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Get stuck into our material world

Dr Ann Terry, ISIS, with spider on SANS2d instrument, Experiment RB920512 looked at the production of silk for spiders webs from the Golden Orb Weaving Spider, Nephila edalis. ISIS's Dr Ann Terry, STFC's Rutherford Appleton Laboratory, is seen with a specimen during experiments on the SANS2d instrument, 23rd July 2012.
(Credit: STFC)

Real data online

The discipline of material science is broad to say the least. The following links will take you to citizen science style projects where you can learn and contribute to material science research.

Help solve puzzles related to synthetic biology with Nanocrafter.

Team with scientists to advance synthetic bio research and play a video game to build machines out of DNA

Credit: Centre for Game Science, University of Washington

Help analyse protein folding mechanisms with Foldit. Help discover and predict the structure of a protein and play competitive online game to determine how to fold a protein.

Credit: Science for Citizens LLC

Help develop nanomedicines to treat cancer with NanoDoc. Explore how nanovehicles can cooperate to kill tumours and play an online game to design nanoparticle strategies

Credit: Science for Citizens LLC

Develop, apply open-source tools to environmental exploration and incorporate this DIY spectrometer into your research. Help develop a library of open source spectra to aid material research with the Public Laboratory Spectrometer

Credit: Science for Citizens LLC

Participate in the validation of chemistry on the internet. Help to validate a catalogue of chemical compounds with ChemSpider

Credit: Science for Citizens LLC

Using a special kind of microscope called a scanning tunnelling microscope, or STM, and operating it close to the absolute zero of temperature (-273 Celsius) we are able to study the magnetic properties of individual molecules.

Credit: CrowdCrafting

Activities to try at home

There are a number of activities that you can try at home that link to Material Science. Some of the more intriguing can be found from the following websites!

For general materials based activities check the Strange Matter Exhibit website out.

For activities that you can try at home that link to Nanotechnology have a look at these websites:

The Open Materials website shows some examples of how you can make use of some intriguing new materials – could these form the basis of your own at home science project.

Join in

The Argonne National Lab twitter feed looks at innovative material science with a focus on energy, environment and security challenges.

The Berkeley Lab feed consider science solutions to topics as small as bacteria and as unknown as Dark Matter.

One for the make anything enthusiasts, if you are interested in new materials, new software and new ways to design things then check out Inventables.

The Materials Research Society (MRS) are all about Material. As they say – advancing materials. Improving the quality of life.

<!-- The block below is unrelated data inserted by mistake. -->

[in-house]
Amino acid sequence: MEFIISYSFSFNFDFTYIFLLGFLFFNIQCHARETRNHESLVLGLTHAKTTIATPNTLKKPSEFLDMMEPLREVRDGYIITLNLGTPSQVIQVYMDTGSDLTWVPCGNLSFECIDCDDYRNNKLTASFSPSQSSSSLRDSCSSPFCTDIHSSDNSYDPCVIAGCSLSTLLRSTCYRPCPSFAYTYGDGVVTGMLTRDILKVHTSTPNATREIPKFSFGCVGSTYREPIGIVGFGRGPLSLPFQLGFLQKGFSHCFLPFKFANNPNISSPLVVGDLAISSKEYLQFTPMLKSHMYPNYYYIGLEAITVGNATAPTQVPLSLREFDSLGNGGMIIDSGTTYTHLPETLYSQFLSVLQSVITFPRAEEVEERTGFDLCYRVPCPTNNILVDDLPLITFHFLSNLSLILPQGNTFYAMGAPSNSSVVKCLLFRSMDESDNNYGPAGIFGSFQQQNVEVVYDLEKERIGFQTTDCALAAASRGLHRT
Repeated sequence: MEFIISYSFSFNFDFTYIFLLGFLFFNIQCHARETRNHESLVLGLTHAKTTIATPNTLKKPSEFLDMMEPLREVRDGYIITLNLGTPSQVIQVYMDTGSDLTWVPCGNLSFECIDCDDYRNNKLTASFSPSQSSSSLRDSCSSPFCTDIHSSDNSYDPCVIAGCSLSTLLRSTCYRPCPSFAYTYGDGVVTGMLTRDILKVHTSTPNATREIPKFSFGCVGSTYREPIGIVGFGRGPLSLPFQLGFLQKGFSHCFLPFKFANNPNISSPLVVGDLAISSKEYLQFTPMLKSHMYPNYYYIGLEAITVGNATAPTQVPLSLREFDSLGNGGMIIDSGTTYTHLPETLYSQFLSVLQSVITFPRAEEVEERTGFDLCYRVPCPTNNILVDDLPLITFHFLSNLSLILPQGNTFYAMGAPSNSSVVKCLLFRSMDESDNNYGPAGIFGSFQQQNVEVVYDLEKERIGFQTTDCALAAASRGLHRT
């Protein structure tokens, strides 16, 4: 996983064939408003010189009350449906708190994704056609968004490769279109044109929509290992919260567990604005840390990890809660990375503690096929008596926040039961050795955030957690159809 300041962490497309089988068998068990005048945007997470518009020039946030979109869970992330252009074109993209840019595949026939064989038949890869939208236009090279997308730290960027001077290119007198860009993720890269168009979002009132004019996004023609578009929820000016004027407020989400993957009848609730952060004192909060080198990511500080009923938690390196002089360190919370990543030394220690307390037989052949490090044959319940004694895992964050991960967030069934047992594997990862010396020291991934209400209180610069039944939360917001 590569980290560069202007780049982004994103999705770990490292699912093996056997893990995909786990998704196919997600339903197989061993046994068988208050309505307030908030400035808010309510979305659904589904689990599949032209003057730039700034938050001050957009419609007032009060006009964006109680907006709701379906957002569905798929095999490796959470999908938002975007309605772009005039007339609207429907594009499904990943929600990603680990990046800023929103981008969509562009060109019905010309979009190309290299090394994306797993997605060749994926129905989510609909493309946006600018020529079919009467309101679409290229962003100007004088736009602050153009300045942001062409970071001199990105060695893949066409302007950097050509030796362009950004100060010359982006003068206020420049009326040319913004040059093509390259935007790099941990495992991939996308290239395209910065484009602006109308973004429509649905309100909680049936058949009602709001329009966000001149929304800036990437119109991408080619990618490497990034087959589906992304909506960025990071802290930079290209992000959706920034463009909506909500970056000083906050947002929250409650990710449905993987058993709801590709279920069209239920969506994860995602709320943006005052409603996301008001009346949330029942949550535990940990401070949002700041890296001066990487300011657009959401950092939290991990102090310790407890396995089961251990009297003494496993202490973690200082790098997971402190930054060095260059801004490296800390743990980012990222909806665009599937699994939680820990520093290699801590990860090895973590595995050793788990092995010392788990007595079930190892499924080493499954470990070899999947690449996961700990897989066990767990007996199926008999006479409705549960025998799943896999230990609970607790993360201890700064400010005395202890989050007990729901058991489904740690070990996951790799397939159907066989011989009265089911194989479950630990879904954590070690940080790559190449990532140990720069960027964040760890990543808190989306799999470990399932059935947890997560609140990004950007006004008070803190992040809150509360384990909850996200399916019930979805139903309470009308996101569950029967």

The Nature journal’s slant on materials. All tweets are sent by the editors to inform about cutting-edge research in materials science at the interface with physics, chemistry, biology and medicine.


The following links will take you to the events hosted by different Materials Groups around the country and beyond:

  1. Institute of Making, University College London

  2. Oxford Materials Group, University of Oxford

  3. Department of Materials Science & Metallurgy, University of Cambridge

  4. Department of Materials, Imperial College London

  5. School of Materials, The University of Manchester

  6. Materials, University of Warwick

  7. Centre for Nanoscience and Quantum Information, University of Bristol

  8. Department of Materials Science and Engineering, The University of Sheffield

  9. Nanofabrication Centre, University of Southampton

  10. Nanoscience and Materials, University of Glasgow

  11. For some truly International Materials Events from Materials Today

Material science online courses

Various universities offer online course if you would like to learn more about our material world:

  • Volcanic eruptions: a material science.
    Volcanic eruptions are a powerful demonstration of the energy of the Earth´s interior. A materials-based understanding of the evolution of erupting systems provides a quantitative physico-chemical description of the nature of lava and magma and the role of experiments in quantifying the eruptive process.
  • Nanotechnology: The Basics
    Nanotechnology is an emerging area that engages almost every technical discipline – from chemistry to computer science – in the study and application of extremely tiny materials. This short course allows any technically savvy person to go one layer beyond the surface of this broad topic to see the real substance behind the very small.

What else is out there

University of Oxford – Department of Materials Podcasts

The Materials Education Training and Learning Project (METaL) is a unique work place based project offering materials and metallurgy training.

Last updated: 11 July 2019


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